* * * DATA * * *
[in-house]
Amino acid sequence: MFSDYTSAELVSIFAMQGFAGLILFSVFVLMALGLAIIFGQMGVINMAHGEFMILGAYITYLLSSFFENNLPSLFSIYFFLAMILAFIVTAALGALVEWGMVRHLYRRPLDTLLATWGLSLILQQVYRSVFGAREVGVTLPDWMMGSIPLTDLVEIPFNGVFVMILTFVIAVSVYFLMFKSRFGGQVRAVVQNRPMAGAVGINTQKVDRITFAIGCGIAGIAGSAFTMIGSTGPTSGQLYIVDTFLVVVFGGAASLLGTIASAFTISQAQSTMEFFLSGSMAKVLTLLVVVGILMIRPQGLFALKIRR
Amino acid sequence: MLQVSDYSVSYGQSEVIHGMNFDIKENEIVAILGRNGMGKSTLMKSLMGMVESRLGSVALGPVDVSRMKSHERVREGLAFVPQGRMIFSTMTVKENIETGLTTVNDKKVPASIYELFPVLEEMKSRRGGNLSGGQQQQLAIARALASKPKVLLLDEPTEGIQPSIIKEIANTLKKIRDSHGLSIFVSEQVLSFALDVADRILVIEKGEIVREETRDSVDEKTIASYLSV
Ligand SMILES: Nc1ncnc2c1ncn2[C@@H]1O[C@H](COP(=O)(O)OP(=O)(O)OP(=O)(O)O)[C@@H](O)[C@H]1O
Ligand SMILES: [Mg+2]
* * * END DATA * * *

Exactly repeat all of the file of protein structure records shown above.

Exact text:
[in-house]
Amino acid sequence: MFSDYTSAELVSIFAMQGFAGLILFSVFVLMALGLAIIFGQMGVINMAHGEFMILGAYITYLLSSFFENNLPSLFSIYFFLAMILAFIVTAALGALVEWGMVRHLYRRPLDTLLATWGLSLILQQVYRSVFGAREVGVTLPDWMMGSIPLTDLVEIPFNGVFVMILTFVIAVSVYFLMFKSRFGGQVRAVVQNRPMAGAVGINTQKVDRITFAIGCGIAGIAGSAFTMIGSTGPTSGQLYIVDTFLVVVFGGAASLLGTIASAFTISQAQSTMEFFLSGSMAKVLTLLVVVGILMIRPQGLFALKIRR
Amino acid sequence: MLQVSDYSVSYGQSEVIHGMNFDIKENEIVAILGRNGMGKSTLMKSLMGMVESRLGSVALGPVDVSRMKSHERVREGLAFVPQGRMIFSTMTVKENIETGLTTVNDKKVPASIYELFPVLEEMKSRRGGNLSGGQQQQLAIARALASKPKVLLLDEPTEGIQPSIIKEIANTLKKIRDSHGLSIFVSEQVLSFALDVADRILVIEKGEIVREETRDSVDEKTIASYLSV
Ligand SMILES: Nc1ncnc2c1ncn2[C@@H]1O[C@H](COP(=O)(O)OP(=O)(O)OP(=O)(O)O)[C@@H](O)[C@H]1O
Ligand SMILES: [Mg+2]